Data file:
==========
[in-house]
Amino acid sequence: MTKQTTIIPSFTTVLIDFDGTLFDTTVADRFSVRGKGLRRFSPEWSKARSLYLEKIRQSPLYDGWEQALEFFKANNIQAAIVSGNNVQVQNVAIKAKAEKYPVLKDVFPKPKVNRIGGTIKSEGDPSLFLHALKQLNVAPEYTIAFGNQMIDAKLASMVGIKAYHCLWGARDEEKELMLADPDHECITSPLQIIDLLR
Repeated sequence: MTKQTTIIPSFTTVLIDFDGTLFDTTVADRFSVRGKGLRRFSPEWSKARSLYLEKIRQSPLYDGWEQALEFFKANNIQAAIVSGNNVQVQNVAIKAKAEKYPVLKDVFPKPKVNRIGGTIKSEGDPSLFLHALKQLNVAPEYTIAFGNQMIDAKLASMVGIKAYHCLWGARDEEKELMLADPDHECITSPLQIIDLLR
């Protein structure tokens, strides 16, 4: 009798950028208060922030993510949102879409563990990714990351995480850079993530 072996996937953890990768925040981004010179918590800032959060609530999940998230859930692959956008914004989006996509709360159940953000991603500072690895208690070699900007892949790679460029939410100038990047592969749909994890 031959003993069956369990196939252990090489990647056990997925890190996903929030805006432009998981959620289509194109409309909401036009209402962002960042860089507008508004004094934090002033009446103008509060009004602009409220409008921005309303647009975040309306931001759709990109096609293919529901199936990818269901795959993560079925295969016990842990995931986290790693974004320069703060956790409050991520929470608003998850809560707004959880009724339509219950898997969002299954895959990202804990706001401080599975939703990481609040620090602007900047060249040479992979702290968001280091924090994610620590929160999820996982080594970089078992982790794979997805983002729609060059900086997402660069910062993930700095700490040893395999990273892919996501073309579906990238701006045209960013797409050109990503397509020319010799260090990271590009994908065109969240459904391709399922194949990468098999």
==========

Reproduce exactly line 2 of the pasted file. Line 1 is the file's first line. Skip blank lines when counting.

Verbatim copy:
Amino acid sequence: MTKQTTIIPSFTTVLIDFDGTLFDTTVADRFSVRGKGLRRFSPEWSKARSLYLEKIRQSPLYDGWEQALEFFKANNIQAAIVSGNNVQVQNVAIKAKAEKYPVLKDVFPKPKVNRIGGTIKSEGDPSLFLHALKQLNVAPEYTIAFGNQMIDAKLASMVGIKAYHCLWGARDEEKELMLADPDHECITSPLQIIDLLR